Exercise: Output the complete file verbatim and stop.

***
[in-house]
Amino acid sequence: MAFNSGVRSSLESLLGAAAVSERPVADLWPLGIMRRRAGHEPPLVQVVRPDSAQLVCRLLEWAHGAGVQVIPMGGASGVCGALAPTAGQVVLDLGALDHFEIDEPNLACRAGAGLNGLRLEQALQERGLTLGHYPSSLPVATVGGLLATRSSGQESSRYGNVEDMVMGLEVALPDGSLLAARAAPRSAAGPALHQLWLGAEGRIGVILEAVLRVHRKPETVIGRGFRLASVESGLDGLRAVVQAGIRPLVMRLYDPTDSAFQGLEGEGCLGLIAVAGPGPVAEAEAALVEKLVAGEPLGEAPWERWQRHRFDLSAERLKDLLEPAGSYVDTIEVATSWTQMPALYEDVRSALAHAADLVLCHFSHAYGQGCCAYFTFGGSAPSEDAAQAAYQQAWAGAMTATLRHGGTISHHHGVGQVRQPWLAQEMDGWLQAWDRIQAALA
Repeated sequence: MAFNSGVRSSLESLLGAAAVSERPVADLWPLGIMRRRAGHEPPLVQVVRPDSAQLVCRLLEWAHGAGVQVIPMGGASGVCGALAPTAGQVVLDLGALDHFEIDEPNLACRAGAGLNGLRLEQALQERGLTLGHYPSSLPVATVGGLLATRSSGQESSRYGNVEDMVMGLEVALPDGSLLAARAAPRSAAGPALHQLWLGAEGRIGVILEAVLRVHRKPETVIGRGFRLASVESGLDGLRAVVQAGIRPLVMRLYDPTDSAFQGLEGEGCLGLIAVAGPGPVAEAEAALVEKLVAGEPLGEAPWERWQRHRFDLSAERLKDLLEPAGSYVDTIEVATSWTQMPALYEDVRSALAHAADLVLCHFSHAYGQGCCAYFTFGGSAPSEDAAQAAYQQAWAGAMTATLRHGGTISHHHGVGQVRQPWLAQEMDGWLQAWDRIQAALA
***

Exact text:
[in-house]
Amino acid sequence: MAFNSGVRSSLESLLGAAAVSERPVADLWPLGIMRRRAGHEPPLVQVVRPDSAQLVCRLLEWAHGAGVQVIPMGGASGVCGALAPTAGQVVLDLGALDHFEIDEPNLACRAGAGLNGLRLEQALQERGLTLGHYPSSLPVATVGGLLATRSSGQESSRYGNVEDMVMGLEVALPDGSLLAARAAPRSAAGPALHQLWLGAEGRIGVILEAVLRVHRKPETVIGRGFRLASVESGLDGLRAVVQAGIRPLVMRLYDPTDSAFQGLEGEGCLGLIAVAGPGPVAEAEAALVEKLVAGEPLGEAPWERWQRHRFDLSAERLKDLLEPAGSYVDTIEVATSWTQMPALYEDVRSALAHAADLVLCHFSHAYGQGCCAYFTFGGSAPSEDAAQAAYQQAWAGAMTATLRHGGTISHHHGVGQVRQPWLAQEMDGWLQAWDRIQAALA
Repeated sequence: MAFNSGVRSSLESLLGAAAVSERPVADLWPLGIMRRRAGHEPPLVQVVRPDSAQLVCRLLEWAHGAGVQVIPMGGASGVCGALAPTAGQVVLDLGALDHFEIDEPNLACRAGAGLNGLRLEQALQERGLTLGHYPSSLPVATVGGLLATRSSGQESSRYGNVEDMVMGLEVALPDGSLLAARAAPRSAAGPALHQLWLGAEGRIGVILEAVLRVHRKPETVIGRGFRLASVESGLDGLRAVVQAGIRPLVMRLYDPTDSAFQGLEGEGCLGLIAVAGPGPVAEAEAALVEKLVAGEPLGEAPWERWQRHRFDLSAERLKDLLEPAGSYVDTIEVATSWTQMPALYEDVRSALAHAADLVLCHFSHAYGQGCCAYFTFGGSAPSEDAAQAAYQQAWAGAMTATLRHGGTISHHHGVGQVRQPWLAQEMDGWLQAWDRIQAALA